Elected commissioners in two Nevada counties declared that the Bill of Rights will be upheld in their jurisdictions, even if it means standing against unconstitutional acts by state and federal authorities.
According to a resolution approved in Elko County on June 2, abuse of the constitutionally protected rights of citizens in Elko and Lander counties will be “dealt with as criminal activity.” Officials in Lander County approved a similar effort.
Under the leadership of constitutionally minded sheriffs and elected commissioners, the two rural counties in Nevada decided to become “constitutional counties” where the rights of citizens will be protected from all attacks.
That means local authorities intend to uphold the entire Bill of Rights in those jurisdictions, and that even federal and state officials must comply with the U.S. Constitution there, they said.
As part of the effort to become a constitutional county, the two county governments also became the first in the nation to officially join the Constitutional Sheriffs and Peace Officers Association (CSPOA).
The national organization, made up of sheriffs and other law-enforcement officials dedicated to upholding their oaths of office to the U.S. Constitution and their state constitutions, has been training sheriffs about their constitutional role for years.
Countless lawmen from across America are individual members. But before 2021, no county government had ever requested to join as a county, and CSPOA did not even have that available as a membership option.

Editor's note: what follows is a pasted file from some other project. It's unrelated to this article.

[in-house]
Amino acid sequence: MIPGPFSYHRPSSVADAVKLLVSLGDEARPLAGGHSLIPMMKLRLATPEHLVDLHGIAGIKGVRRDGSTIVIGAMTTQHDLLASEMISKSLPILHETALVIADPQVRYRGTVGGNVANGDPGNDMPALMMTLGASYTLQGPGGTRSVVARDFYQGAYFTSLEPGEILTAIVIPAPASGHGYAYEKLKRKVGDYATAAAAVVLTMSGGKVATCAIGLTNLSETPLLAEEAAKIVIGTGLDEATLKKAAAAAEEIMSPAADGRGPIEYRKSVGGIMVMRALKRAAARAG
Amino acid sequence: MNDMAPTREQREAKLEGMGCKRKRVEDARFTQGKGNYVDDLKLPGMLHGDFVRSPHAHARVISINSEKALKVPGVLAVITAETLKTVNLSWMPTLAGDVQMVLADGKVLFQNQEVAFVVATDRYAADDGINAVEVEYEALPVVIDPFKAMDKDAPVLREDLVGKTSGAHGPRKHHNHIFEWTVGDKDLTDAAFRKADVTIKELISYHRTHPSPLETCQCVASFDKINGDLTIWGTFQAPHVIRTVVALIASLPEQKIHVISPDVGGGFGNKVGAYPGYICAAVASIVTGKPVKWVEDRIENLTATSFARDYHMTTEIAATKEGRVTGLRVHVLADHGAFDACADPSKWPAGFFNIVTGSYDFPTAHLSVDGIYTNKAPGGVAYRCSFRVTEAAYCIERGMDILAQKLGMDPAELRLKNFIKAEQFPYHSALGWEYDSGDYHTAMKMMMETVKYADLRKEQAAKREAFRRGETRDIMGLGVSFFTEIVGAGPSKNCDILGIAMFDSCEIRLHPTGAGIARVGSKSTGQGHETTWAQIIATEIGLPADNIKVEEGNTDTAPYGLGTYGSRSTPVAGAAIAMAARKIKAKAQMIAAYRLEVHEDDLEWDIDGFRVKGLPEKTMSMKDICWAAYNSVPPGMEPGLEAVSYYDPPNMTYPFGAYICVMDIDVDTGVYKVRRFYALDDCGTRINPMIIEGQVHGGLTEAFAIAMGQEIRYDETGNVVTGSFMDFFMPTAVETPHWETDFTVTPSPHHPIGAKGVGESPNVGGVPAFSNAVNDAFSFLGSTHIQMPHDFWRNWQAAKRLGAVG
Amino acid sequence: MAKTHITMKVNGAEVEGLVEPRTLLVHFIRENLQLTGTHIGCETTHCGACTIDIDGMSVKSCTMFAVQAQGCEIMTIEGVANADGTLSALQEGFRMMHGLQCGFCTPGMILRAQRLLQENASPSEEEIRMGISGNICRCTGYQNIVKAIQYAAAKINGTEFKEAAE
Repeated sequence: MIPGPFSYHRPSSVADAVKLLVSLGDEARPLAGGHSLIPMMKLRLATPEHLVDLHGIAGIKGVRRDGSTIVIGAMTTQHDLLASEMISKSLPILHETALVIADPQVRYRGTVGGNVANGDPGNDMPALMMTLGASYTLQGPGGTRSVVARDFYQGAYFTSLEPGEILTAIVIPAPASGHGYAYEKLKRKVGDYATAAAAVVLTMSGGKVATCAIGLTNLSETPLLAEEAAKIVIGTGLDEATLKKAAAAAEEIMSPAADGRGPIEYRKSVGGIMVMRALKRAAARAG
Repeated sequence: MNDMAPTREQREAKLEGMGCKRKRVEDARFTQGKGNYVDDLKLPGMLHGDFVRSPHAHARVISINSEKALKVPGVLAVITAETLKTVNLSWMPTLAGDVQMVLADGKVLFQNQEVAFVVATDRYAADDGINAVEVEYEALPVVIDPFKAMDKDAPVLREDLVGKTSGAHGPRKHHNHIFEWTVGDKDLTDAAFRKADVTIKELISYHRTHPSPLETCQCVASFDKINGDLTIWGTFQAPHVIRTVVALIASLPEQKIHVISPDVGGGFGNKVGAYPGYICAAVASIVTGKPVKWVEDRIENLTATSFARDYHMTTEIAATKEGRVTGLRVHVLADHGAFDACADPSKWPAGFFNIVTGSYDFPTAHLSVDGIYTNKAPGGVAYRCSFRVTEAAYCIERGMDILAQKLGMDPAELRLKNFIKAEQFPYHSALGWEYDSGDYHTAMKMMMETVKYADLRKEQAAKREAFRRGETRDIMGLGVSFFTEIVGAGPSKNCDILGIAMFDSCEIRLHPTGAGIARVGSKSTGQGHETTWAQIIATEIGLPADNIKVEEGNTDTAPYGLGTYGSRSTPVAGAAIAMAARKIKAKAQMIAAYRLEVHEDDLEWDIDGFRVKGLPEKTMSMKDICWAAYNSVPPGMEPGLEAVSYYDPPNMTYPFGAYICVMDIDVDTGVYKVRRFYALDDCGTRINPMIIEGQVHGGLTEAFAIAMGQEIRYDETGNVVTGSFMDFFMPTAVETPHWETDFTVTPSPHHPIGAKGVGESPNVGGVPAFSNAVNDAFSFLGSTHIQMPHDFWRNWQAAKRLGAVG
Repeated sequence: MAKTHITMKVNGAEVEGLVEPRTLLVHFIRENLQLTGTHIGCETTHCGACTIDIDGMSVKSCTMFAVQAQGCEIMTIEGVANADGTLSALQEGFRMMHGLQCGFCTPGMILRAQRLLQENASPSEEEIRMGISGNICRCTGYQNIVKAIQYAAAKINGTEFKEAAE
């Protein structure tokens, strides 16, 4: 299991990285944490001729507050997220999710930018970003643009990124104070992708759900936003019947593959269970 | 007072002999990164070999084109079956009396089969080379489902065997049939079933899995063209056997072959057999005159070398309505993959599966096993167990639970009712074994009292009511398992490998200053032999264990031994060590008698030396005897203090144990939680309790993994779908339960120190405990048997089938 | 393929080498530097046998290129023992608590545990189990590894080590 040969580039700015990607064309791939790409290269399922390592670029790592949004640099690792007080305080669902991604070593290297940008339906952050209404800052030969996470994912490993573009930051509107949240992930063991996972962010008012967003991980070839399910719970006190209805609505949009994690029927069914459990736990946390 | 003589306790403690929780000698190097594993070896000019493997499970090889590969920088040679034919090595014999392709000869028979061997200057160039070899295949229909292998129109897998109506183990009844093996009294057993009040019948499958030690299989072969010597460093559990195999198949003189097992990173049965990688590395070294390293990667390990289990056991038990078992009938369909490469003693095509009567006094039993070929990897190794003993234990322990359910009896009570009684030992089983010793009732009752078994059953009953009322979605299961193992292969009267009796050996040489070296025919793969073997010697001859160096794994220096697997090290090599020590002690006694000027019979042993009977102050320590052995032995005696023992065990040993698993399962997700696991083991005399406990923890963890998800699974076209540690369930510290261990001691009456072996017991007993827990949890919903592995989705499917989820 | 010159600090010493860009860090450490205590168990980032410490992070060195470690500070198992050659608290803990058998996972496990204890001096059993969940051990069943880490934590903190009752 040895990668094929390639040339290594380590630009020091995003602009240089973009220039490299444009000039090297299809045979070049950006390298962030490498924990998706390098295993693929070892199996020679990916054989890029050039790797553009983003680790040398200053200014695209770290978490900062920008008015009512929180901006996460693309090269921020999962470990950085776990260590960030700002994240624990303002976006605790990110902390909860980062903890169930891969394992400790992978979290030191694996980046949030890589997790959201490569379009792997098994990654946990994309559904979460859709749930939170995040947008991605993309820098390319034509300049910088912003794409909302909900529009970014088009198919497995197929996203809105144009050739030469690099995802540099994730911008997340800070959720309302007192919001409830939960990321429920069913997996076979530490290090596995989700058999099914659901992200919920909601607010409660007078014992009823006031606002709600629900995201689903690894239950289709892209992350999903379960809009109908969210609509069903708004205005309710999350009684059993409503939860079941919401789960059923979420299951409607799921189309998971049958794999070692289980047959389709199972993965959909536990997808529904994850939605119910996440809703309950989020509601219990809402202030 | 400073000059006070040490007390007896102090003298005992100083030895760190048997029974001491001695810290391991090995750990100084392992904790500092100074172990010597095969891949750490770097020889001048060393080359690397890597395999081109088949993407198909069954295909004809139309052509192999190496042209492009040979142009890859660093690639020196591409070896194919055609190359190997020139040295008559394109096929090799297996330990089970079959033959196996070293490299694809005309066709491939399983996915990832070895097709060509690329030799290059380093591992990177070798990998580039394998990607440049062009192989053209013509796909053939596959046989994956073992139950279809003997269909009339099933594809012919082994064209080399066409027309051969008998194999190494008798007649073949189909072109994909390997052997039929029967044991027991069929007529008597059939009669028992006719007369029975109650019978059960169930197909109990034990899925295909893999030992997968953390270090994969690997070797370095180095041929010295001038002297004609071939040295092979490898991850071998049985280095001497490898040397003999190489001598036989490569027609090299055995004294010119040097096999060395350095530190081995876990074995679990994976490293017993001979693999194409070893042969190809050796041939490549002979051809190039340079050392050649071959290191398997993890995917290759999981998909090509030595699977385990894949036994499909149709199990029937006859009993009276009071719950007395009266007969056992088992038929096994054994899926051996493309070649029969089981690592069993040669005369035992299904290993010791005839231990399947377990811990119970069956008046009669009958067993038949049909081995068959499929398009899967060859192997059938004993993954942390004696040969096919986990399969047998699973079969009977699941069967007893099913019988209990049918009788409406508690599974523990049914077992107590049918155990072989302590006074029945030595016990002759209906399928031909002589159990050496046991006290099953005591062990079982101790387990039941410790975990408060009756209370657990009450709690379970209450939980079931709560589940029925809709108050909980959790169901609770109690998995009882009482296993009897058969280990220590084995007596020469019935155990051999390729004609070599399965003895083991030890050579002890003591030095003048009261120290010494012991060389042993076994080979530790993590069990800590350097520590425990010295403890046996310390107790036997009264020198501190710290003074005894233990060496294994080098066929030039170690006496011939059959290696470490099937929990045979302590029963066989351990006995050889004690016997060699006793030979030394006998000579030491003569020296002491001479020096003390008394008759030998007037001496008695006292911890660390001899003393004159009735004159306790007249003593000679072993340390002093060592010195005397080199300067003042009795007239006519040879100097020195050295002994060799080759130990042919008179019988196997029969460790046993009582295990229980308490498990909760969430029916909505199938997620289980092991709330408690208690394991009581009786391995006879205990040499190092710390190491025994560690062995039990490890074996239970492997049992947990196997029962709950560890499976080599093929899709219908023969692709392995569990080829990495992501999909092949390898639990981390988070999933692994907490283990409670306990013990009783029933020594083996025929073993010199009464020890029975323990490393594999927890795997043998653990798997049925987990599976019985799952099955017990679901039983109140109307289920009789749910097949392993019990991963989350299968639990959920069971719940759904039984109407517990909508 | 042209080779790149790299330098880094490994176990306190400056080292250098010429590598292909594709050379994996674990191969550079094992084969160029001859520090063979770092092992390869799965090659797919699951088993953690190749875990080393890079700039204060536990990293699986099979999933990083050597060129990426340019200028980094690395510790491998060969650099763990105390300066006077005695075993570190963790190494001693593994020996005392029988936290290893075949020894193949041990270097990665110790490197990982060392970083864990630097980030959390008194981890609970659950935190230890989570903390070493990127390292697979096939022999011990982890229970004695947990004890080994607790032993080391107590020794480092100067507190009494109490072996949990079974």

Now there are two that joined in the last month.
Sheriff Mack Speaks
“The people of these counties and their elected officials have had it up to here with unconstitutional dictates and mandates,” retired Sheriff Richard Mack, the founder and chief of CSPOA, told The Epoch Times in an interview.
Under the measure, county officials, including the sheriff and deputies, are strictly bound by their oath to uphold the U.S. Constitution and protect the rights of constituents—even if that means defying what they view as unconstitutional orders, mandates, decrees, or statues from state or federal authorities.
The two rural counties in question both overwhelmingly approved the decisions to become official members of CSPOA and warn officials from every level of government to abide by the oath of office.
“The leadership of Elko County is an example to all Nevada and the entire country that tyranny will no longer be acceptable,” Sheriff Mack said, adding that elected officials in these counties understand they have a duty to protect the liberties of their people against anyone who may seek to undermine them.
In comments to The Epoch Times, Mack said that having local elected officials tell federal and state authorities that the Bill of Rights will be upheld in their jurisdictions helps protect the God-given freedoms that each citizen was born with.
“This is the peaceful and effective solution millions of Americans have been praying for to take back America county by county and state by state,” he continued.
“These public officials are actually doing something that has been lost in political correctness for a very long time; they are courageously keeping their oaths of office to uphold, defend, and preserve the Constitution of the United States and the Constitution of Nevada,” added Mack, who famously sued the Clinton administration while serving as sheriff and won at the U.S. Supreme Court.
“God bless Elko County!” he added.